Loss of function of the tumor suppressor p53 can result in uncontrolled cell division and progressive genomic instability. Prognostic value of Ki67 has been shown in several kinds of cancer. However, some studies showed the lack of association between the immune expression of p53 and Ki67 in mucosa and invasive front, which possibly indicates independent roles of both proteins. So not only changes in p53 protein promote altered cell proliferation, but also other disturbances in cellular metabolic pathways should also happen to trigger the disordered mitotic activity Abnormalities of the p53 tumor suppressor gene are among the most frequent molecular events in cancer. More than 90% of the head and neck squamous cell carcinoma cells contain mutated p53, and in 50% of the tumors, LOH of p53 has been shown. The frequency of p53 positive cells gradually increases as oral epithelium progresses from normal to hyperplasia to dysplasia to carcinoma. Focal p53 positivity was detected more often in the adjacent surface of carcinoma patients than in healthy control epithelium. These mutations were polyclonal and differed from those detected in the adjacent tumor.[10],[28],[29],[30] Focal overexpression of p53 might reflect an increased risk of second primary tumors in these patients. Furthermore, p53 expression above the basal cell layers in oral mucosa has been found to be an early event of malignant transformation and has predictive value for the development of head and neck squamous cell carcinoma. Elevated transforming growth factor alpha (TGF-α) mRNA was investigated in normal mucosa and tumour associated mucosa. It was shown that the mRNA level of TGF-α mRNA was 5-fold increased in tumour associated mucosa compared with mRNA levels in control normal mucosa, but whether this relates to smoking or tobacco users is unknown.[17],[31],[32],[33],[34],[35],[36]

Finally, p53 mutations have been used as a clonal marker p53 mutations are an early event in the development of head and neck squamous cell carcinoma because they are already present in normal tissue distant from tumors, in normal tissue from healthy smokers, and in premalignant lesions. These mutations are diverse enough and stable during metastasizing. Thus, p53 mutations in head and neck squamous cell carcinoma patients appear to be very useful as clonal marker, whereas the other markers are less suitable due to the lack of variability and stability or due to technical requirements.[2],[7],[17],[37],[38]

  Discussion Top

In field cancerization, an area of epithelium has been preconditioned by long-term exposure to carcinogens. In this preconditioned epithelium, multifocal carcinomas can develop as a result of independent mutations and this would not be genetically related. Thus, the carcinoma occurs from multifocal areas of precancerous change and not from one cell that suddenly becomes malignant. It is well accepted that the progression from normal to cancer cell is a multistep process in carcinogenesis.[7],[12]

Field cancerization was traditionally defined as “increased risk of cancer development in the entire UADT due to multiple genetic abnormalities in the whole region after prolonged exposure to carcinogen.”[7] More recently, Braakhuis et al.[4] have proposed a definition based on molecular findings. Field lesion means the presence of one or more areas consisting of epithelial cells that have genetic alterations.[7],[39] The concept of field cancerization can be interpreted as follows: In the “classical view,” large areas of the aerodigestive tissue are affected by long-term exposure to carcinogens. In this preconditioned epithelium, multifocal carcinomas can develop as a result of independent mutations, and thus would not be genetically related.[40],[41],[42],[43],[44] An “alternative” view, also known as “clonal theory” tells a single cell is transformed and gives rise to one large, extended, premalignant field by clonal expansion, and gradual replacement of normal mucosa.[34] The second theory was further elaborated by Monique granular convoluted tubule van Oijen and Slootweg in 2000,[1] which were explained on the basis of two types of migration of already genetically transformed cells: Migration of tumor cells by, for example, saliva (micrometastasis), intraepithelial migration of the progeny of the initially transformed cells.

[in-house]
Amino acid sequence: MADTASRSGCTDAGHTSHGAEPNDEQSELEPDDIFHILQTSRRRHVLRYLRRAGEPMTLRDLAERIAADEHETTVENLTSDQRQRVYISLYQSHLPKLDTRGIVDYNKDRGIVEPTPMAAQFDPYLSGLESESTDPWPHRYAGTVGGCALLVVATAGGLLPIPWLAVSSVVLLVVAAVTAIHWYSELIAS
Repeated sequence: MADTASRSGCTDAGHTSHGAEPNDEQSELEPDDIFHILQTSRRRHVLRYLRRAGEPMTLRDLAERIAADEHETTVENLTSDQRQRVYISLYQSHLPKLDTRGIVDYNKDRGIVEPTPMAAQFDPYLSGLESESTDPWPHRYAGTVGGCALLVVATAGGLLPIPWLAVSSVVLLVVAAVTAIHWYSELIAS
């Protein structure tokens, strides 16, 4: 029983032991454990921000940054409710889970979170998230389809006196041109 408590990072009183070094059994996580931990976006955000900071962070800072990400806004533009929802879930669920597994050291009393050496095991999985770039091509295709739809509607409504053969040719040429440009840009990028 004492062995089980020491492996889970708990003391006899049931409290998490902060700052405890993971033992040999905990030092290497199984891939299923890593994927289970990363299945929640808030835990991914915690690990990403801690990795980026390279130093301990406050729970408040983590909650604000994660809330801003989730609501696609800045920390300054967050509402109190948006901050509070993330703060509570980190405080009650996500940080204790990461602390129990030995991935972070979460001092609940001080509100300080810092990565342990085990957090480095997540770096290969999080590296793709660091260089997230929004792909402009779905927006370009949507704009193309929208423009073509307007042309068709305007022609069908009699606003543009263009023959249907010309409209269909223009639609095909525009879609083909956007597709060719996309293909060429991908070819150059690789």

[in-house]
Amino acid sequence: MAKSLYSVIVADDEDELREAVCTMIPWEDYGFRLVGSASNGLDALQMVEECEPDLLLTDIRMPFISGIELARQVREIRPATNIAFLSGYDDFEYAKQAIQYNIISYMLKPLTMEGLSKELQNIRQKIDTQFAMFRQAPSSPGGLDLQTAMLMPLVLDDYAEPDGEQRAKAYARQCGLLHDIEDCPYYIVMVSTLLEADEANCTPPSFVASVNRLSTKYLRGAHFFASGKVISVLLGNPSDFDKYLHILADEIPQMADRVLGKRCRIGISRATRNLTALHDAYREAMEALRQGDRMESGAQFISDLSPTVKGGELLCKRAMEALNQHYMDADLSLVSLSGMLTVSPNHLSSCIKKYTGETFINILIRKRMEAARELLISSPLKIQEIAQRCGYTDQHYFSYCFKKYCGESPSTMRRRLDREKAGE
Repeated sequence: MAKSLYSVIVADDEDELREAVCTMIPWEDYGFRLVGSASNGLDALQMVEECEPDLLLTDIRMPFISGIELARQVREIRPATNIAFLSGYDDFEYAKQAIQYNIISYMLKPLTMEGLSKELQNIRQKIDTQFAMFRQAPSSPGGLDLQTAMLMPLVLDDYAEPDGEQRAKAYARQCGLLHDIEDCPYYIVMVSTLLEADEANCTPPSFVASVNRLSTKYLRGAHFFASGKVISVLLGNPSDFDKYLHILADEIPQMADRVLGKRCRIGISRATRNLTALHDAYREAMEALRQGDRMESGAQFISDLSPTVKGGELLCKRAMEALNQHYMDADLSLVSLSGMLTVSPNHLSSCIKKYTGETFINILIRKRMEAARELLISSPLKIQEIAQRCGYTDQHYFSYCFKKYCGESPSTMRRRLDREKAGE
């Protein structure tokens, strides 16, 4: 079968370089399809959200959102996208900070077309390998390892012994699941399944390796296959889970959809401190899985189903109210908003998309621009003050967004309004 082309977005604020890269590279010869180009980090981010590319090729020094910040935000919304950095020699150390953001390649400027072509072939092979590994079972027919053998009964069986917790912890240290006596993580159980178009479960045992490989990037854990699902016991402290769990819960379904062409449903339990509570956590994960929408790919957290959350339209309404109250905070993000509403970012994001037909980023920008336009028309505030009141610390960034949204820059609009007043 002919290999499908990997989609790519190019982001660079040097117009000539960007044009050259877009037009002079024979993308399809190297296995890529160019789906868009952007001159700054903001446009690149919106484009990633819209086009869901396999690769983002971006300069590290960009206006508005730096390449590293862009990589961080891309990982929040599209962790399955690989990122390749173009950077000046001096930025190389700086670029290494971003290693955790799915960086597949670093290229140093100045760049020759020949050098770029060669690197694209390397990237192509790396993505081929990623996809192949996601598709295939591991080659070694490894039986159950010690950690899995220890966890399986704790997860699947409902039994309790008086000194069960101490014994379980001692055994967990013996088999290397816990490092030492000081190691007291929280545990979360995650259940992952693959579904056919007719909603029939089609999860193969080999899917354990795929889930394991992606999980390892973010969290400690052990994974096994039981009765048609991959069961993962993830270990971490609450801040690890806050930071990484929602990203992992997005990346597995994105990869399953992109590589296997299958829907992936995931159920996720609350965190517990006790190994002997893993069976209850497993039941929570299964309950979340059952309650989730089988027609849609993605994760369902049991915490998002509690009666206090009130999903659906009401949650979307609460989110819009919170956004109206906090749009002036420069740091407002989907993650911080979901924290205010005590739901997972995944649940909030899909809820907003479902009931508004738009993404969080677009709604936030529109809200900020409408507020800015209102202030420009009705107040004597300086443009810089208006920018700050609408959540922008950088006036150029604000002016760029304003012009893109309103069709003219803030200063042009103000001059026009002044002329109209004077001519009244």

Clinical Implications Top

The presence of a field cancerization with genetically altered cells is a risk factor for cancer. The large number of preneoplastic cells in the proliferating field cancerization is likely to increase cancer risk dramatically.[20] The probability of developing a second primary tumor in a patient who once had head and neck squamous cell cancer is around 20%. Cancer begins with multiple cumulative epigenetic and genetic alterations, leading to sequential cellular transformations. The early genetic events might lead to a clonal expansion of premalignant daughter cells in a particular tumor field cancerization. Subsequent genomic changes in some of these cells drive them toward the malignant phenotype. Histologically, these transformed cells are diagnosed as cancer owing to alterations in their morphology.[45],[46],[47],[48] Thus, a population of daughter cells with early genetic changes (without histological changes) remains in the organ, demonstrating the concept of Field cancerization. For early detection of cancer, one can rely on tumor markers. However what is important, in the context of Field cancerization, is the identification of molecular signatures in the genetically transformed but histologically normal cells (peri-tumoral cancer Field cancerization). Hence, identification of such tumor-specific biomarkers will have excellent utility in monitoring the tumor progression and if possible, in preventing transformation of premalignant lesions into invasive cancer.[7],[15],[49],[50]

  Conclusion Top

The presence of a field cancerization with genetically altered cells is a risk factor for cancer. Conditions like oral submucous fibrosis that involves considerably larger mucosal areas predispose to development of field cancerization or multiple primaries. The theory of field cancerization suggests that there is an increased likelihood of concurrent or future disease in patients with head and neck lesions. Therefore, it is incumbent on the care providers to be more diligent about screening and directed biopsies in these patients. It should be taken into account in treatment planning of a patient with cancer so that all treatment options, including the use of radiation therapy, kept open as long as possible in the event that the patient may develop multiple primary tumors. A good research in this field cancerization has a strong potential to reveal new diagnostic markers for early detection, modalities to prevent progression, and finally ways to combat the development of second primary tumor (or second field cancerization tumors). Finally, not only early detection and management of oral cancer are important but equally important are early identification and management of a field cancerization, so as to have profound implications on cancer prevention and outcome of the treatment.

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Conflicts of interest

There are no conflicts of interest.